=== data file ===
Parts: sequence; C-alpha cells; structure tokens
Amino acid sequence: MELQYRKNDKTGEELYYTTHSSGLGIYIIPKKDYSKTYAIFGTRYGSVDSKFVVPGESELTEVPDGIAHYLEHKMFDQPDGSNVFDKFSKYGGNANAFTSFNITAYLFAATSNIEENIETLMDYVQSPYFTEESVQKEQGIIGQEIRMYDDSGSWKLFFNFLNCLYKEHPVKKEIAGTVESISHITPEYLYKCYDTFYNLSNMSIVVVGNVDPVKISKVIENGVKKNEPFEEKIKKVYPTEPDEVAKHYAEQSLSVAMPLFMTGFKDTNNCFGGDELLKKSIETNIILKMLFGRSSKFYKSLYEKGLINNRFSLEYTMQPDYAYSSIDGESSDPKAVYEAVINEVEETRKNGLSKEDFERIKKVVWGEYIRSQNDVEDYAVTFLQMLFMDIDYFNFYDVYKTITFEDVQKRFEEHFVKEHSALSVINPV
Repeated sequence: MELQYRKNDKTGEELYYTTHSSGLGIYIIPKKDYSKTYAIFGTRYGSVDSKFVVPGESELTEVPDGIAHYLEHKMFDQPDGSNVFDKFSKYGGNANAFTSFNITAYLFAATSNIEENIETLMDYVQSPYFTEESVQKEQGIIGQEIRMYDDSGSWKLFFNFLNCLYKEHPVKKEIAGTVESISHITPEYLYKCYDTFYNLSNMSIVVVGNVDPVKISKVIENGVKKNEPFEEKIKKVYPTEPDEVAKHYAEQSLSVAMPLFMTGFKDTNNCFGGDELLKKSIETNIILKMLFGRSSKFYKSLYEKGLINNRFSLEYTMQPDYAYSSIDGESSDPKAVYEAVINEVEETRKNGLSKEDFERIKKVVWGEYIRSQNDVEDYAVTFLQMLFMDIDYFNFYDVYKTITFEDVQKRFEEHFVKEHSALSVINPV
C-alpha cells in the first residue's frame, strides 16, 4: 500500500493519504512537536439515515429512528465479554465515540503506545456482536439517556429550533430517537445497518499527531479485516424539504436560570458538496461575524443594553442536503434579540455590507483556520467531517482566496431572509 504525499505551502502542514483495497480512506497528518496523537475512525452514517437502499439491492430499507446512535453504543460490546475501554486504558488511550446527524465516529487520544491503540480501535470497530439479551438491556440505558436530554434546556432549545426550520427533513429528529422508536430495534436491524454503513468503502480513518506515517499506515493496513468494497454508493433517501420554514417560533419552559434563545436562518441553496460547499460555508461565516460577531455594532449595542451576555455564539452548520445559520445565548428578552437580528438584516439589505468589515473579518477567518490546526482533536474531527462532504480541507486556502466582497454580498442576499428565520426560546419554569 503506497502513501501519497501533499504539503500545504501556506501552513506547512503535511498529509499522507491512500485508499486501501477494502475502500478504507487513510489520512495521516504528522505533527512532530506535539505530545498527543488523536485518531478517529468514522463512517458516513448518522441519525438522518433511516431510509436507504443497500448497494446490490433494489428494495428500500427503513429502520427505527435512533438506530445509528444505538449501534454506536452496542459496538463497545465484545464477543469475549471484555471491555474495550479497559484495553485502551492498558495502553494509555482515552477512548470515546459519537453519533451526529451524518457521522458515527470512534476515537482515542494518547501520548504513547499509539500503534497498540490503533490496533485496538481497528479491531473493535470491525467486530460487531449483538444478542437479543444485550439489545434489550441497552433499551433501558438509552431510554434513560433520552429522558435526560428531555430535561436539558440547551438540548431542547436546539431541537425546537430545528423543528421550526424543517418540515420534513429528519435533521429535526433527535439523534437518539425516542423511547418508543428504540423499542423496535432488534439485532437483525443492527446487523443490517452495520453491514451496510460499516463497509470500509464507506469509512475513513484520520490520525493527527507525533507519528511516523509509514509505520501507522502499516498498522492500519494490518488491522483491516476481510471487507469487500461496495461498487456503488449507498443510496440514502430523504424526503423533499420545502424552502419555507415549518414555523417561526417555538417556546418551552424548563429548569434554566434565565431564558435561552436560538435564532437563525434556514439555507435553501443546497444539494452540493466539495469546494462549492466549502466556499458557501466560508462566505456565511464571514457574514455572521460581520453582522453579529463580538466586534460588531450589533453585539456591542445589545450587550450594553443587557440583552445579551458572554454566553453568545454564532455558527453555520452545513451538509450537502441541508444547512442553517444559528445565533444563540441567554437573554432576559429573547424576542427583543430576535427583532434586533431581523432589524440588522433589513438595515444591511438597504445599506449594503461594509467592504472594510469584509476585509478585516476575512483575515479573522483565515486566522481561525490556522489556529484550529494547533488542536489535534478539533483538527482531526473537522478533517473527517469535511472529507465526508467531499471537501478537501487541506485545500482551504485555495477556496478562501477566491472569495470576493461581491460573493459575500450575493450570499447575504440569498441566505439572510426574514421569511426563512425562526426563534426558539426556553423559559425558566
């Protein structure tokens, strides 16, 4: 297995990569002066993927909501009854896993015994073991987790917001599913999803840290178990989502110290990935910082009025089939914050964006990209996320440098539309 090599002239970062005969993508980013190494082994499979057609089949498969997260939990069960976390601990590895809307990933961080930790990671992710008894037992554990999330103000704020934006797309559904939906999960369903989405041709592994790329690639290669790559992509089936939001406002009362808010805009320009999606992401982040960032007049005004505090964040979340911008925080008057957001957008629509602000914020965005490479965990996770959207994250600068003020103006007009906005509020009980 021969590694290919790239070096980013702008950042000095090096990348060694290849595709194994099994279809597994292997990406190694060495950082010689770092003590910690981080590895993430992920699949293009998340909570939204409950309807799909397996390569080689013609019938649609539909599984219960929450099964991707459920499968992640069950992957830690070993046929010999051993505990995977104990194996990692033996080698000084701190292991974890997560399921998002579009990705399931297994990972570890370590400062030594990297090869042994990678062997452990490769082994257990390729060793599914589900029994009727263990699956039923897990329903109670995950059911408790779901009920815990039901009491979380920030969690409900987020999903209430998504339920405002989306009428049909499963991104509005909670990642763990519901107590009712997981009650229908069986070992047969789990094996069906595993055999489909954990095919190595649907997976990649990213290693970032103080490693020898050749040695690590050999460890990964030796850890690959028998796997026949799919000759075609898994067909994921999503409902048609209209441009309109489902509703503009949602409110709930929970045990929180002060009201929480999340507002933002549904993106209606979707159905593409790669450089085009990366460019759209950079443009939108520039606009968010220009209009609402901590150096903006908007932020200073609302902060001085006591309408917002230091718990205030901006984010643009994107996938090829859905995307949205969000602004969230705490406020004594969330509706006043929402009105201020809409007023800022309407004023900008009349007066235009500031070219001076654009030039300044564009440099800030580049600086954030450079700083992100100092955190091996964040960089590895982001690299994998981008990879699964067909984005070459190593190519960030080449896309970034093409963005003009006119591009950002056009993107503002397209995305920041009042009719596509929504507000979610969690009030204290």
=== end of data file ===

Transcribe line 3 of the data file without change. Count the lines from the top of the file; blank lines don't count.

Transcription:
Repeated sequence: MELQYRKNDKTGEELYYTTHSSGLGIYIIPKKDYSKTYAIFGTRYGSVDSKFVVPGESELTEVPDGIAHYLEHKMFDQPDGSNVFDKFSKYGGNANAFTSFNITAYLFAATSNIEENIETLMDYVQSPYFTEESVQKEQGIIGQEIRMYDDSGSWKLFFNFLNCLYKEHPVKKEIAGTVESISHITPEYLYKCYDTFYNLSNMSIVVVGNVDPVKISKVIENGVKKNEPFEEKIKKVYPTEPDEVAKHYAEQSLSVAMPLFMTGFKDTNNCFGGDELLKKSIETNIILKMLFGRSSKFYKSLYEKGLINNRFSLEYTMQPDYAYSSIDGESSDPKAVYEAVINEVEETRKNGLSKEDFERIKKVVWGEYIRSQNDVEDYAVTFLQMLFMDIDYFNFYDVYKTITFEDVQKRFEEHFVKEHSALSVINPV